Sen. Mike Lee has won the Utah GOP U.S. Senate nomination for the third time, according to the Associated Press. He defeated Republicans Becky Edwards and Ally Isom.
“Utah Republican voters have spoken tonight, and they had a choice,” Lee told the crowd during his acceptance speech. “They made the choice for freedom.”
“They made a choice, rejecting the Biden administration’s failed policies,” Lee said.
Lee and other members of Utah’s congressional delegation gathered at the Awaken Event Center in South Jordan to await the results with their supporters. Just before 8 p.m., conservative commentator Glenn Beck introduced Lee and his wife, Sharon, to cheers from supporters.
With about 270,000 ballots counted, Lee had almost 61% of the vote, while Edwards had nearly 31% and Isom was just over 8%.
Edwards and Isom had a very narrow window of opportunity on Tuesday evening if they hoped to pull the upset over Lee. That path never materialized.
Lee’s victory was so complete, he won every county that reported election results on Tuesday night. In the rural areas, Lee racked up big margins over Edwards and Isom. He also prevailed in several counties where Edwards was expected to do well, like Salt Lake, Davis and Weber.
“(Voters) made a choice to embrace the inalienable right to life and Utah’s values,” Lee said.
The results set up what could be one of the most competitive U.S. Senate races Utah has seen in decades, but not because of any newfound love for the Democratic Party in deep-red Utah. The last time a Democratic U.S. Senate nominee cracked 40% was 1982, when Ted Wilson lost to Orrin Hatch by 17 points.
Instead of their usual quixotic quest, Utah Democrats declined to send a nominee to the ballot this year, clearing the way for a one-on-one contest between the Republican nominee and independent candidate Evan McMullin. Polling suggests McMullin would be within a few points of Lee; however, Lee’s internal polling shows he leads McMullin by double digits.
The last time a U.S. Senate race in Utah was decided by single digits was 1974, when Republican Jake Garn defeated Democrat Wayne Owens by just under six points. Third-party candidate Bruce Bangerter drew nearly 6% of the vote that year. Democrat Frank Moss squeaked past Republican Arthur Watkins by just four points in 1958. Third-party candidate J. Bracken Lee received 26.4% that year.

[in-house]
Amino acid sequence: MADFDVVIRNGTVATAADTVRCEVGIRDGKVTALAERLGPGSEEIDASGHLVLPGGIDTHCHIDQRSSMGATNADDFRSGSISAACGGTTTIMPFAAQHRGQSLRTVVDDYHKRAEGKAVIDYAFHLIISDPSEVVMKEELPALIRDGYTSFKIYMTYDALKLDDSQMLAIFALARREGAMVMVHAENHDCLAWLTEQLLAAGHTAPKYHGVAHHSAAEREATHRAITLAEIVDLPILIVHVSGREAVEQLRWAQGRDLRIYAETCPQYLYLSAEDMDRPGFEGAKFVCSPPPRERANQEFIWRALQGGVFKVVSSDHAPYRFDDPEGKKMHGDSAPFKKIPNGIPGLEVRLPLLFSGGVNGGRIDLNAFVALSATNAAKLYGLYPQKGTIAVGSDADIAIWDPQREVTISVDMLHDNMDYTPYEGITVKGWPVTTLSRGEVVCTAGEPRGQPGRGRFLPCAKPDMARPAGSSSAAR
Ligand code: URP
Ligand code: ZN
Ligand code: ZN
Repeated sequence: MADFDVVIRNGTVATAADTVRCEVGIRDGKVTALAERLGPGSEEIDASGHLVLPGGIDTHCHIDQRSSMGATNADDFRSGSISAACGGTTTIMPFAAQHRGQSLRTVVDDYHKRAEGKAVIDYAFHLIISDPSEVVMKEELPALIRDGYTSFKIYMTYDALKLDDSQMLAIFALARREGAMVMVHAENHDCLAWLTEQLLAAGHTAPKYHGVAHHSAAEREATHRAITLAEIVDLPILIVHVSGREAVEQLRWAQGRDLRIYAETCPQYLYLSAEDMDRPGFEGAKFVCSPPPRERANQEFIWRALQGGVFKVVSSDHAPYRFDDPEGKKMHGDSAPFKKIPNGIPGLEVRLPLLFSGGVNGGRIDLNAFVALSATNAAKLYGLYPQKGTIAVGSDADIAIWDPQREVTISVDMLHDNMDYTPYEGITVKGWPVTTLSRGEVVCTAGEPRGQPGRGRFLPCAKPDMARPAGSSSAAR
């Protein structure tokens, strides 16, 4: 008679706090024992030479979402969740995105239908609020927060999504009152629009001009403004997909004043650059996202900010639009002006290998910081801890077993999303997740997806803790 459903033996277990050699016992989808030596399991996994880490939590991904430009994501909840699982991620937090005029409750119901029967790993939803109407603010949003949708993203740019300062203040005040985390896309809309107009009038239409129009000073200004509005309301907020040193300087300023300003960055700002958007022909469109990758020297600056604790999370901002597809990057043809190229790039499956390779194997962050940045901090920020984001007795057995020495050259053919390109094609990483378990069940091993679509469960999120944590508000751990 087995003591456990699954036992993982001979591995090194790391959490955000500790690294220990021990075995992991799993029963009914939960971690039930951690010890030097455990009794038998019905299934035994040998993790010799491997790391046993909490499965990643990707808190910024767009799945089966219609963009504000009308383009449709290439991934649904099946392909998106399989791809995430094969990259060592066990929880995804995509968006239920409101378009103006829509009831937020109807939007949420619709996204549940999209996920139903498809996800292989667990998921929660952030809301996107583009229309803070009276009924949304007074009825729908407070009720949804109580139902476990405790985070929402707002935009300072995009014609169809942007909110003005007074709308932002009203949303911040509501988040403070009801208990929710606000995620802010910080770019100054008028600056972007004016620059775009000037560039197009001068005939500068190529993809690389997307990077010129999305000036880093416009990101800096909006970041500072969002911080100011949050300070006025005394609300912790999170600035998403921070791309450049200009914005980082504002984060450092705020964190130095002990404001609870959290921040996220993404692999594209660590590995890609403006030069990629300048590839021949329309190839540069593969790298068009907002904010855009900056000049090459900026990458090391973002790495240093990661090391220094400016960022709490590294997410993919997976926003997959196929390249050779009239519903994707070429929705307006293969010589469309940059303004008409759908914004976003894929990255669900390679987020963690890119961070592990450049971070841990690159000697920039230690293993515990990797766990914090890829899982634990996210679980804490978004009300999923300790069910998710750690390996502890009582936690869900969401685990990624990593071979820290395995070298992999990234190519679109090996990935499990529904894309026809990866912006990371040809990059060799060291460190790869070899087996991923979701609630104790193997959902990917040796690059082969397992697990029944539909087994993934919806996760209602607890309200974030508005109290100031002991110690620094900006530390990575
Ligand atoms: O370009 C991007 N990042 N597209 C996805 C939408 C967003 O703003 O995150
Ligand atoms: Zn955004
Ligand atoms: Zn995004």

This was Lee’s first primary election since his first campaign in 2010. That year he finished second at the GOP convention to Tim Bridgewater but edged him out in the primary by just over 4,600 votes.
Edwards, who served in the Utah House from 2009 to 2018 is more moderate politically than Lee. The conservative organization Project Veritas targeted her with an undercover video that attempted to paint her as pro-abortion rights. She and her husband served a mission for The Church of Jesus Christ of Latter-day Saints prior to her run for Senate.
She conceded from a campaign event in Sugar House Park in Salt Lake City.
“I look forward to what all of us can continue to do in the future to make Utah a better place,” Edwards told supporters Tuesday evening.
This is Isom’s first run for elective office. She was appointed to fill a seat on the Kaysville City Council in 2010 but resigned that seat the following year to join Gov. Gary Herbert’s administration. Isom renounced her membership in the Republican Party following Donald Trump’s election in 2016 but rejoined the party before the 2020 primary election.
“I am proud of what we have accomplished these past twelve months,” Isom said in a statement Tuesday after results were announced.
Edwards and Isom were outgunned financially by Lee, who has raised $6.5 million so far for his reelection campaign. Edwards and Isom both used significant amounts of their own money for their efforts, with Edwards lending her campaign $500,000 while Isom donated herself nearly $140,000. McMullin has raised $2.7 million since he jumped into the race.
The threat McMullin poses to Lee’s bid for a third term has not gone unnoticed by national election handicappers. Larry Sabato’s “Crystal Ball” shifted the race away from Lee slightly earlier this month, changing the rating from “safe Republican” to “likely Republican.”
On Tuesday evening, McMullin called on Republicans upset with Lee’s primary victory to rally around his campaign.
“Tonight, I’m extending an invitation to all voters who are discouraged, frustrated, and exhausted by Lee’s divisive and ineffective politics,” he said in a statement. “Utah can do better. More than a third of Republicans are ready for change.”
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